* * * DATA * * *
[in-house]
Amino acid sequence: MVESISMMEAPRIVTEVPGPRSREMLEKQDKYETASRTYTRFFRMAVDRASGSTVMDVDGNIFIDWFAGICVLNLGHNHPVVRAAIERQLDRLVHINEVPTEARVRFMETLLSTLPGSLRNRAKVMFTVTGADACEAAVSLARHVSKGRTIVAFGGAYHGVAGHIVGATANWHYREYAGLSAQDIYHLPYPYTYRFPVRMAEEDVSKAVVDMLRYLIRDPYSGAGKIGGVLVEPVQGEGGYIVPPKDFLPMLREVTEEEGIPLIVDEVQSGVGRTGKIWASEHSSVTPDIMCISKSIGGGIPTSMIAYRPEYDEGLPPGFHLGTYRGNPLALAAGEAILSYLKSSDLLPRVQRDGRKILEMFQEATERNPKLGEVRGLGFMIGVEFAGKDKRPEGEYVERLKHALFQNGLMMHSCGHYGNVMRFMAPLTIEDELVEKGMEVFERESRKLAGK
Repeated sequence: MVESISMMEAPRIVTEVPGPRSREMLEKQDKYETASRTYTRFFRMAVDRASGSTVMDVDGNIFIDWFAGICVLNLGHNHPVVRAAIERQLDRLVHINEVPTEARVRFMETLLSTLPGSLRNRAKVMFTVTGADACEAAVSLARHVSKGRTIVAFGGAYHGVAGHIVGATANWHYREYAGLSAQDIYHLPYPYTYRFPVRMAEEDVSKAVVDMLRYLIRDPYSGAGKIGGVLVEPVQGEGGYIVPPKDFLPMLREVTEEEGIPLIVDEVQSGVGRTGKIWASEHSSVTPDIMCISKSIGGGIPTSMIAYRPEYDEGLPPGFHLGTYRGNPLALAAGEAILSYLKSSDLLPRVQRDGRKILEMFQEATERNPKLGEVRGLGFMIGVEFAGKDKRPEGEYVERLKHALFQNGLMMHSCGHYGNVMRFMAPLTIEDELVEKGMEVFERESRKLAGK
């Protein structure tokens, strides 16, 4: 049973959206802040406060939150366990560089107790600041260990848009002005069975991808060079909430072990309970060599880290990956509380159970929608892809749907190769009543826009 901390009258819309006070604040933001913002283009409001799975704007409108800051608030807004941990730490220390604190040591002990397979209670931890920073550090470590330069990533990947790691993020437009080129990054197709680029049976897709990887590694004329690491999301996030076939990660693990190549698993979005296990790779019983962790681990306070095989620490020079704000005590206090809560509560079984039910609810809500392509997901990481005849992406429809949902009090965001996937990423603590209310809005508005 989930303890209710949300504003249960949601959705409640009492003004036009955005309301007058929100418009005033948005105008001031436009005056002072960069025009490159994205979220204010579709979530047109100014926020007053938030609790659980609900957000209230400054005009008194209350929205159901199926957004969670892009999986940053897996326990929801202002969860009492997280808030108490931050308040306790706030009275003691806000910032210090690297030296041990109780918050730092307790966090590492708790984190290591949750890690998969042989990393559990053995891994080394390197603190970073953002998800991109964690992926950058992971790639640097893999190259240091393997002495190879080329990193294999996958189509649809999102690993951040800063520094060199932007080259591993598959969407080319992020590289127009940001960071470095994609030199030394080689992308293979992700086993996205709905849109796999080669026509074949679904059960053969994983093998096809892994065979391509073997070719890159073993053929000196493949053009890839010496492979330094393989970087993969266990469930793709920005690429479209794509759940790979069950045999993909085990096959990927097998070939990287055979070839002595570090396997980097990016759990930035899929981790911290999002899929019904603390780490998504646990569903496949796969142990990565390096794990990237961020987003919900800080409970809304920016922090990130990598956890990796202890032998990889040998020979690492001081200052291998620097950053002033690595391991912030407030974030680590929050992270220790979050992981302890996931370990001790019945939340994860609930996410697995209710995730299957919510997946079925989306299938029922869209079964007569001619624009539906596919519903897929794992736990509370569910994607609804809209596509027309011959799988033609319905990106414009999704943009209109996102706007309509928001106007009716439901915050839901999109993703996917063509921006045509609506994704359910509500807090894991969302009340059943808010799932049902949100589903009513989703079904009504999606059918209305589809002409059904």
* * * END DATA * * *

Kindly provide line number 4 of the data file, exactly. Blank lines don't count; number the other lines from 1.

């Protein structure tokens, strides 16, 4: 049973959206802040406060939150366990560089107790600041260990848009002005069975991808060079909430072990309970060599880290990956509380159970929608892809749907190769009543826009 901390009258819309006070604040933001913002283009409001799975704007409108800051608030807004941990730490220390604190040591002990397979209670931890920073550090470590330069990533990947790691993020437009080129990054197709680029049976897709990887590694004329690491999301996030076939990660693990190549698993979005296990790779019983962790681990306070095989620490020079704000005590206090809560509560079984039910609810809500392509997901990481005849992406429809949902009090965001996937990423603590209310809005508005 989930303890209710949300504003249960949601959705409640009492003004036009955005309301007058929100418009005033948005105008001031436009005056002072960069025009490159994205979220204010579709979530047109100014926020007053938030609790659980609900957000209230400054005009008194209350929205159901199926957004969670892009999986940053897996326990929801202002969860009492997280808030108490931050308040306790706030009275003691806000910032210090690297030296041990109780918050730092307790966090590492708790984190290591949750890690998969042989990393559990053995891994080394390197603190970073953002998800991109964690992926950058992971790639640097893999190259240091393997002495190879080329990193294999996958189509649809999102690993951040800063520094060199932007080259591993598959969407080319992020590289127009940001960071470095994609030199030394080689992308293979992700086993996205709905849109796999080669026509074949679904059960053969994983093998096809892994065979391509073997070719890159073993053929000196493949053009890839010496492979330094393989970087993969266990469930793709920005690429479209794509759940790979069950045999993909085990096959990927097998070939990287055979070839002595570090396997980097990016759990930035899929981790911290999002899929019904603390780490998504646990569903496949796969142990990565390096794990990237961020987003919900800080409970809304920016922090990130990598956890990796202890032998990889040998020979690492001081200052291998620097950053002033690595391991912030407030974030680590929050992270220790979050992981302890996931370990001790019945939340994860609930996410697995209710995730299957919510997946079925989306299938029922869209079964007569001619624009539906596919519903897929794992736990509370569910994607609804809209596509027309011959799988033609319905990106414009999704943009209109996102706007309509928001106007009716439901915050839901999109993703996917063509921006045509609506994704359910509500807090894991969302009340059943808010799932049902949100589903009513989703079904009504999606059918209305589809002409059904």